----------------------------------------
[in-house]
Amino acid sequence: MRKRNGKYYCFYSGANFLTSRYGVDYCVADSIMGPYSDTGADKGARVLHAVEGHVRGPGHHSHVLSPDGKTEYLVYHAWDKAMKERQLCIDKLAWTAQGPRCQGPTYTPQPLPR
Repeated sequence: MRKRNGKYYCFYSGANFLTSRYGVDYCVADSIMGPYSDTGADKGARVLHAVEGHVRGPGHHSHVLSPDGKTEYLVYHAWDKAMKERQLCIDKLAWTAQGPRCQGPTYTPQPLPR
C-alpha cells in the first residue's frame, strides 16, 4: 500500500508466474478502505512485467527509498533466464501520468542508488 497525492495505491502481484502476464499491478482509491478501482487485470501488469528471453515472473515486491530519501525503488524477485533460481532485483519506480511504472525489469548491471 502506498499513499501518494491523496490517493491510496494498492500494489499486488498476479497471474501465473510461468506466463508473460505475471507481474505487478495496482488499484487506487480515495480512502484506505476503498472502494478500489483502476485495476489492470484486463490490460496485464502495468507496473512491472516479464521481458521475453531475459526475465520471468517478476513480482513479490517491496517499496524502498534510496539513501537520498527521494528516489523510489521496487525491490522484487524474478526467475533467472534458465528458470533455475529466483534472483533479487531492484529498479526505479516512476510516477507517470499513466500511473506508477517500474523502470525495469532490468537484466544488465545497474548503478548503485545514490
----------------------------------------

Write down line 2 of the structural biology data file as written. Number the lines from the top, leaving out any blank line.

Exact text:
Amino acid sequence: MRKRNGKYYCFYSGANFLTSRYGVDYCVADSIMGPYSDTGADKGARVLHAVEGHVRGPGHHSHVLSPDGKTEYLVYHAWDKAMKERQLCIDKLAWTAQGPRCQGPTYTPQPLPR